Conventional Generalization

4 minute read

👋 Hi there. Welcome back to my page, this is part 2 of my tutorial series about the topic of Domain Generalization (DG). In this article, I will introduce the first approach to the DG problem, which I call conventional generalization.

1. Conventional Generalization

Conventional generalization methods such as data augmentation or weight decay aim to make ML models less overfit on training data, therefore these models after training are assumpted to generalize well on testing data regardless of its domain. This is a great starting point to approach the DG problem. Despite the popularity of data augmentation and weight decay, I will present two more advanced and effective methods, multi-task learning and flat minima seeking.

2. Multi-task Learning


The goal of multi-task learning (with deep neural networks) is to jointly learn one or more sub-tasks beside the main task using a shared model, therefore facilitating the model’s shared representations to be generic enough to deal with different tasks, eventually reducing overfitting on the main task. In general, sub-tasks for performing multi-task learning are defined based on specific data and problems. After that, jointly learning is established by minimizing a joint loss function.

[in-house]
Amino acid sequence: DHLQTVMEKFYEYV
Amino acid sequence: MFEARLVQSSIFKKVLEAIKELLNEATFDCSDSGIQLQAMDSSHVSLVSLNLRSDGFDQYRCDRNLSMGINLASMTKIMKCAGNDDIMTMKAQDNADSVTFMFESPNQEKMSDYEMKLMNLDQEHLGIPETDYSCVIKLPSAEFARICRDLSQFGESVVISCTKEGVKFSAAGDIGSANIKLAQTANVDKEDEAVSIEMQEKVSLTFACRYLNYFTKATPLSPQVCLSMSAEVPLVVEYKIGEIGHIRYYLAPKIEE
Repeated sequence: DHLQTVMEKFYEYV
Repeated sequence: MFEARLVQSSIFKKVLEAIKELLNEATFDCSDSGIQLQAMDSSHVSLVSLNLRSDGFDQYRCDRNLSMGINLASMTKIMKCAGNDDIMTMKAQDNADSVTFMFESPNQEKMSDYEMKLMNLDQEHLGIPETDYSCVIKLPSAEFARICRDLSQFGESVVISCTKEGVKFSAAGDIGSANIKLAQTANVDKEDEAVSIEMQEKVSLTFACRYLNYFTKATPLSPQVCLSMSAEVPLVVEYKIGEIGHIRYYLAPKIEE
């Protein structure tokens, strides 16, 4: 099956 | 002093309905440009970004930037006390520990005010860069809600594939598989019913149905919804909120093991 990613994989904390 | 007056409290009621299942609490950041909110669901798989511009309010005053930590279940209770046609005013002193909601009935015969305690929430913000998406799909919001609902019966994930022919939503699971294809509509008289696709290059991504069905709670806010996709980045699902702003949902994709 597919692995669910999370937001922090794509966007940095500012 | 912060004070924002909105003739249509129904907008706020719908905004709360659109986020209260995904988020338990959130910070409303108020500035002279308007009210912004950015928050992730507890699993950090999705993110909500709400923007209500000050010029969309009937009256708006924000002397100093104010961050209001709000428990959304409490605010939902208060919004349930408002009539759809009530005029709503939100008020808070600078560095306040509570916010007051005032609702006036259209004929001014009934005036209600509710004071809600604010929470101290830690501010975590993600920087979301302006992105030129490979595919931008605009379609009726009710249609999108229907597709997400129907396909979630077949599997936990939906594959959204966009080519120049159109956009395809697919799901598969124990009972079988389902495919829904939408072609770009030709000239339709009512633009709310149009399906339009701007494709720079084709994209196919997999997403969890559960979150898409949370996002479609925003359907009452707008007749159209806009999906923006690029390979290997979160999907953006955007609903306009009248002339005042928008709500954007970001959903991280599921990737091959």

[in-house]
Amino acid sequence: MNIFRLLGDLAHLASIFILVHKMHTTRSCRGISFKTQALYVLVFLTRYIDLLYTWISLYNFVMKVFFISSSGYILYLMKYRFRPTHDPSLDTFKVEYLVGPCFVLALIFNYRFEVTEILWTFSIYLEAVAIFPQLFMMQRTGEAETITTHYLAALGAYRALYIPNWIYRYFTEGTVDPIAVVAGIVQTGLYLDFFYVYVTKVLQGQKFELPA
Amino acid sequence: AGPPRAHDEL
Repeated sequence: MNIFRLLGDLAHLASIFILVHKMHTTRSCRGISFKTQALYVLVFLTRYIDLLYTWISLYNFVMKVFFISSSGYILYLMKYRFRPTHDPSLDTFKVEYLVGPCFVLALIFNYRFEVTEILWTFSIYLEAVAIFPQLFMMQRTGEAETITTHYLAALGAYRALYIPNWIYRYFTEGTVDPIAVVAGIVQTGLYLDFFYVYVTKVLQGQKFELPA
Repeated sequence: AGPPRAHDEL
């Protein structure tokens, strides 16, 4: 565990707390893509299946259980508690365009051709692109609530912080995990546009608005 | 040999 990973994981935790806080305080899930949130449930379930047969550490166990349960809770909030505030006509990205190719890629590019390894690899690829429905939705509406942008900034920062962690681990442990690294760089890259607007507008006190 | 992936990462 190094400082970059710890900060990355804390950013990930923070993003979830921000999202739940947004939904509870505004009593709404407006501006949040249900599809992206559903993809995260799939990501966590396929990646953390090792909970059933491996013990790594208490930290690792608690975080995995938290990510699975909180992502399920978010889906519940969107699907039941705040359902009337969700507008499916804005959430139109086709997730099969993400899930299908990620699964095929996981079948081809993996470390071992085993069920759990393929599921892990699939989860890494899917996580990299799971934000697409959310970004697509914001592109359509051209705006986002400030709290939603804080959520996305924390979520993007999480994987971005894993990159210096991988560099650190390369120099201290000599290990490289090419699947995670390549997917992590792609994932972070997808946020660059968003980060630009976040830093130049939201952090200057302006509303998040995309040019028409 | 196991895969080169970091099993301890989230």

Multi-task learning is popular in ML literature but rarely realized. For example, in Computer Vision, Object Detection aims to localize and classify objects simultaneously. In Natural Language Processing, Intent Detection and Slot Filling aims to simultaneously identify the speaker’s intent from a given utterance and extract from the utterance the correct argument value for the slots of the intent.


As mentioned before, sub-tasks for performing multi-task learning are defined based on specific data and problems. In our ECGs-based cardiac abnormalities classification problem, I define and perform a sub-task of age regression (AgeReg) from ECGs, which is feasible from a medical perspective. Figure 1 illustrates the architecture of the model and Snippet 1 describes the auxiliary module which performs regression.

Figure 1. Multi-task learning architecture.
Snippet 1: Age Regression module. 
import torch.nn as nn

class SEResNet34(nn.Module):
  self.auxiliary = nn.Sequential(
    nn.Linear(512, 1), 

  def forward(self, inputs):
    return self.classifier(feature), self.auxiliary(feature)

For optimization, I use cross-entropy loss for the main classification task and L1 loss for the regression sub-task. The second loss is added to the main loss with an auxiliary_lambda hyperparameter, which is set to 0.02. Snippet 2 describes the optimization process. All other settings are similar to the baseline in the previous article.

Snippet 2: Optimization process. 
import torch.nn.functional as F

logits, sub_logits = model(ecgs)
loss, sub_loss = F.binary_cross_entropy_with_logits(logits, labels), F.l1_loss(sub_logits, ages)
(loss + auxiliary_lambda*sub_loss).backward()

3. Flat Minima Seeking